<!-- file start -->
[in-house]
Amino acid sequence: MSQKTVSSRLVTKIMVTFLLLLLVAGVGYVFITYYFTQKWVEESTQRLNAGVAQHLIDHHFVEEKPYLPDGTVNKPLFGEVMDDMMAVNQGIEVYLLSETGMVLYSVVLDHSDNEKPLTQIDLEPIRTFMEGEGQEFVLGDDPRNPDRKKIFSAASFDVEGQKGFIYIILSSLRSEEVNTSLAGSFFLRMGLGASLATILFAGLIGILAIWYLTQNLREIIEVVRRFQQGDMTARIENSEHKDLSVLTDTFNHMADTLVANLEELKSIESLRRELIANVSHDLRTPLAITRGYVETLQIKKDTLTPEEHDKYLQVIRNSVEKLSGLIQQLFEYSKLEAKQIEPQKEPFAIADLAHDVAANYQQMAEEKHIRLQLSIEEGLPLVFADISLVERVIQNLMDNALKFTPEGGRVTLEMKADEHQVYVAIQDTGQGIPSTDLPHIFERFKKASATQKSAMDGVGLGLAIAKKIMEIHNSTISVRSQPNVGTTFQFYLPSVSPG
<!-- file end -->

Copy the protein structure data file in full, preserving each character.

[in-house]
Amino acid sequence: MSQKTVSSRLVTKIMVTFLLLLLVAGVGYVFITYYFTQKWVEESTQRLNAGVAQHLIDHHFVEEKPYLPDGTVNKPLFGEVMDDMMAVNQGIEVYLLSETGMVLYSVVLDHSDNEKPLTQIDLEPIRTFMEGEGQEFVLGDDPRNPDRKKIFSAASFDVEGQKGFIYIILSSLRSEEVNTSLAGSFFLRMGLGASLATILFAGLIGILAIWYLTQNLREIIEVVRRFQQGDMTARIENSEHKDLSVLTDTFNHMADTLVANLEELKSIESLRRELIANVSHDLRTPLAITRGYVETLQIKKDTLTPEEHDKYLQVIRNSVEKLSGLIQQLFEYSKLEAKQIEPQKEPFAIADLAHDVAANYQQMAEEKHIRLQLSIEEGLPLVFADISLVERVIQNLMDNALKFTPEGGRVTLEMKADEHQVYVAIQDTGQGIPSTDLPHIFERFKKASATQKSAMDGVGLGLAIAKKIMEIHNSTISVRSQPNVGTTFQFYLPSVSPG